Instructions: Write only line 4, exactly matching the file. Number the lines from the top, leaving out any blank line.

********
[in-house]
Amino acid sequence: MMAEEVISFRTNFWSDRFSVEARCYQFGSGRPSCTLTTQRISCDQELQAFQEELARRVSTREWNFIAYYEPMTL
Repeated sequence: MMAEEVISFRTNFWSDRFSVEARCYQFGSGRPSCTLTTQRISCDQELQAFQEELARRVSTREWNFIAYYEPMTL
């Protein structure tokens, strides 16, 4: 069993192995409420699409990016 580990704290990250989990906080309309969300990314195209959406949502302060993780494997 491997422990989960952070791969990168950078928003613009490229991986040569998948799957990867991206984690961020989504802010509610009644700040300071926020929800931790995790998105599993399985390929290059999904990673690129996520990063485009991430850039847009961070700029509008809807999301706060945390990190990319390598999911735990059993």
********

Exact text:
């Protein structure tokens, strides 16, 4: 069993192995409420699409990016 580990704290990250989990906080309309969300990314195209959406949502302060993780494997 491997422990989960952070791969990168950078928003613009490229991986040569998948799957990867991206984690961020989504802010509610009644700040300071926020929800931790995790998105599993399985390929290059999904990673690129996520990063485009991430850039847009961070700029509008809807999301706060945390990190990319390598999911735990059993």